best sketch offers Tony Soprano and his pals doing teen high-jinks.

Meanwhile, Adam Levine moves up a
notch: He's been music guest four times with Maroon 5; now he leaves
the music to Kendrick Lamar. Instead, he hosts and does sketches,
ranging from a nerdy gangster to a “Voice” contestant, with Jerry
Seinfeld, Cameron Diaz and Andy Samberg as judges.

TONIGHT'S ALTERNTIVE: “Hell on
Wheels” season-opener, 9 p.m., rerunning at 11.

As the Union Pacific tracks push
westward, lives keep changing.

Two years ago, we met Elam, a former
slave, and Cullen, a former slave-owner and Confederate officer.
Elam was a laborer, Cullen was a foreman, Doc Durant was a ruthless
railroad owner.

Last season (rerunning from 11 a.m. to
9 p.m.) that changed drastically. Now Doc's in jail, Cullen's in
charge, Elam has a badge … and the competing, east-bound tracks are
gobbling too much of the land.

Other choices include:

– “American Nina Warrior” and
“Get Out Alive,” 8 and 9 p.m., NBC. Two adventure-reality shows
rerun their Monday episodes. “Warrior” wraps up its Baltimore
try-outs; “Alive” has the remaining six duos travel by rope, 100
feet above the bottom of a gorge.

– “Motive,” 8 p.m., ABC. In a
rerun, Det. Angie Flynn has a tough day: She's probing the murder of
an upscale lawyer; her son has been arrested for vandalism.

– “NCIS,” 8 p.m., CBS. Last
season ended with Callen shooting the Chameleon and Hetty resigning.
In this rerun of the season-opener, he's been suspended and she's
adjusting to a quiet life.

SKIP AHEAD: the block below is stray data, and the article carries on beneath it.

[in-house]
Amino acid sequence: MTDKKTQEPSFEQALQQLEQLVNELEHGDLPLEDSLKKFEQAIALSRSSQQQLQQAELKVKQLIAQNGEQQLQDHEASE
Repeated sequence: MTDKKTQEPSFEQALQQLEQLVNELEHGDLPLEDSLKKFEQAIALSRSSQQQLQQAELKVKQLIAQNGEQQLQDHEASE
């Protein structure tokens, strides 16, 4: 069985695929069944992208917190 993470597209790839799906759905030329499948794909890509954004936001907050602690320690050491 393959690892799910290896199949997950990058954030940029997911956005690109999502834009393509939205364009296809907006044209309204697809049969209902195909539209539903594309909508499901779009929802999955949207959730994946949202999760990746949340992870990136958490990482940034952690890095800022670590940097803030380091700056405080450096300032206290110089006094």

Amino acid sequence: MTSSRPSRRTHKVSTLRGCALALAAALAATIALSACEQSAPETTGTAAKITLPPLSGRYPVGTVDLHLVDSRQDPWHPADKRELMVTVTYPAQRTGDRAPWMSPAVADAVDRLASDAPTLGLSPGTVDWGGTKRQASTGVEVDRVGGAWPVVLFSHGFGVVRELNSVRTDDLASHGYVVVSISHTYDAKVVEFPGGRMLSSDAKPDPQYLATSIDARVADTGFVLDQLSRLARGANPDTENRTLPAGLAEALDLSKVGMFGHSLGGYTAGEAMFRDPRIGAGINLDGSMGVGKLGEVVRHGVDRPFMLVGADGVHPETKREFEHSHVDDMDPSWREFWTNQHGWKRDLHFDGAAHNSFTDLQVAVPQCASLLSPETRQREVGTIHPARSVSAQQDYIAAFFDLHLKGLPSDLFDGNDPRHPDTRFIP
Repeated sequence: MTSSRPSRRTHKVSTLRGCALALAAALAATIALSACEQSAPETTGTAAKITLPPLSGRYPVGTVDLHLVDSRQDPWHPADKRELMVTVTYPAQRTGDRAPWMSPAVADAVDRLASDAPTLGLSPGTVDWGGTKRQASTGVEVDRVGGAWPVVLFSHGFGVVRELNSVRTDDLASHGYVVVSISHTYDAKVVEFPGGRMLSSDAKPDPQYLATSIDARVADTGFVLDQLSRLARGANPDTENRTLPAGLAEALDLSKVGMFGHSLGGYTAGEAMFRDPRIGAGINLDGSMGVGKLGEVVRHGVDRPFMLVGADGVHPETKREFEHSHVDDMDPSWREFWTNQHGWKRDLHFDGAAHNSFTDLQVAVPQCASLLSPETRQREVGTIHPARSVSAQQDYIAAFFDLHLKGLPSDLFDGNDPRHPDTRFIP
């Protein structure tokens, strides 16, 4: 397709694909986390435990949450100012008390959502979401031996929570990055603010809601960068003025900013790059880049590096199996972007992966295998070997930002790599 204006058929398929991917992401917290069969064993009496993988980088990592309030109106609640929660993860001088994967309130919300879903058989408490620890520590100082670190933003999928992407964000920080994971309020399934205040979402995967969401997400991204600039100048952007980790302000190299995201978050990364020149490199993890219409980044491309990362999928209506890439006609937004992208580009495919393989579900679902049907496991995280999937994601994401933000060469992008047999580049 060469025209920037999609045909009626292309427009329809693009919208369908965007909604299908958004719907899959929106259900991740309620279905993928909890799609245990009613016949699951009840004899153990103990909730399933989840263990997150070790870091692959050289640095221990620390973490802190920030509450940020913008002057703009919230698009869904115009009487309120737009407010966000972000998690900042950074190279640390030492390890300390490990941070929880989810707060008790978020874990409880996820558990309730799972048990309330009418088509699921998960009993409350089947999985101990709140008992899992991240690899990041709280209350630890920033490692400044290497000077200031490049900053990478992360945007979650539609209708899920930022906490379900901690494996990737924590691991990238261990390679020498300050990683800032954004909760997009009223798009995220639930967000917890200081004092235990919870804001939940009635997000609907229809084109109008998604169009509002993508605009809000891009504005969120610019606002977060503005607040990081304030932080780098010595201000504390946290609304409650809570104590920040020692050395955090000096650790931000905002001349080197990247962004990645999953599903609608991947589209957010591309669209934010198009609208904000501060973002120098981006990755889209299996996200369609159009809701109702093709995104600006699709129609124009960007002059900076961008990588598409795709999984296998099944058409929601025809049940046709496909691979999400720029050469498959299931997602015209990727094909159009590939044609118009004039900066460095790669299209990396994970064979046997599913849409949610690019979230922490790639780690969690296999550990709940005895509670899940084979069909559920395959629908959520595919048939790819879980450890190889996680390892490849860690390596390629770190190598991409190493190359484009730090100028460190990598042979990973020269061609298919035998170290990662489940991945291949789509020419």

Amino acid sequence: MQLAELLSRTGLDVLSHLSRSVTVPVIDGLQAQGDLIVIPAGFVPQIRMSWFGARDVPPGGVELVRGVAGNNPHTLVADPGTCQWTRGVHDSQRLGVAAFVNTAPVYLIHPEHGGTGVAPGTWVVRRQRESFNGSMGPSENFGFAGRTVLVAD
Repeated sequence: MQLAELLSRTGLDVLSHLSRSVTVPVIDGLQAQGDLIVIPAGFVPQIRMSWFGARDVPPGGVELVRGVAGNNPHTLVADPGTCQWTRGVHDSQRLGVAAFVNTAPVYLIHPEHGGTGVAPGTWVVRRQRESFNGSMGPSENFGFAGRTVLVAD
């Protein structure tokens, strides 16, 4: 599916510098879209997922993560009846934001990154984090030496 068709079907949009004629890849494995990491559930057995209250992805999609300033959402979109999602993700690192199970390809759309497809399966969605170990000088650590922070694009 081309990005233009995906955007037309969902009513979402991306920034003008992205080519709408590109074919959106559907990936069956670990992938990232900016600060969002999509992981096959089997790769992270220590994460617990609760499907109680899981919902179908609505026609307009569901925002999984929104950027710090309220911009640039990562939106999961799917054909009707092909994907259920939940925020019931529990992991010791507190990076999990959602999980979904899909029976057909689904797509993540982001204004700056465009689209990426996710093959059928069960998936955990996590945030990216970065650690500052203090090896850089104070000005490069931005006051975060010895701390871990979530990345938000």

– “Cedar Cove,” 8 p.m., Hallmark.
This sweet-spirited town gets something new – a maybe-murder
mystery. A stranger has died at the bed-and-breakfast; the rumor mill
swirls, in an OK episode.

– “Bones,” 9 p.m., Fox. Brennan
is suddenly obsessing on basketball and on former Laker coach Phil
Jackson's approach to teamwork. She assembles five of her lab
interns, to solve a tough case.

– “Reading, Writing and Romance,”
9-11 p.m., Hallmark. With his career sputtering, an actor (Eric
Mabius) takes a job as a high school teacher. He soon likes his
students and (especially) a colleague.

– “Do No Harm,” 10 p.m., NBC.
Jason, the diligent doctor, faces a new problem: Surgery extends past
8:25 p.m., which is when evil Ian takes over his body.

– “Primeval: New World” season
finale, 10 p.m., Syfy. Evan confronts the creature (an albertosaurus)
that killed his wife.

TV column for Friday, Aug. 9


 

TONIGHT'S MUST-SEE: “Magic City”
finale and “White Queen” debut, 9 and 10 p.m., Starz.

These shows are opposites in many ways
– one rough and macho, the other warm (for now) and sweet. Each,
however, is a beautifully crafted period piece.

First, Ike's schemes – to gain
control of his Miami hotel and some Cuban casinos – are peaking.
Two mobsters (Danny Huston and James Caan) battle for control; the
result is explosive, literally.

Then we get an advance look at the
splendid “White Queen” mini-series, before it takes its regular
spot Saturday. Tonight, Elizabeth Woodville meet King Edward IV,
whose army killed her husband.

TONIGHT'S MIGHT-SEE: “Hawaii Five-0,”
9 p.m., CBS.

This is turning into a good month for
“Five-0” reruns. TNT has just started airing early episodes (9
and 10 p.m. Thursdays); CBS has gone back to the start of the current
season.

Last Friday had the season-opener, with
McGarrett learning his mom is alive. Now she's missing again.

Meanwhile, an art-heist has turned
deadly. The team consults August March, an art crook; Ed Asner plays
the role, as he did twice before – last season and (on the original
series) in1975.

TONIGHT'S ALTERNATIVE: “Strike Back”
season-opener, 10 p.m., Cinemax.

Maybe we shouldn't have said “Magic
City” is macho. Compared to this show, it's “Downton Abbey.”

The hour starts with an up-close
murder, then gains energy. The guys are on foot, on motorcycles and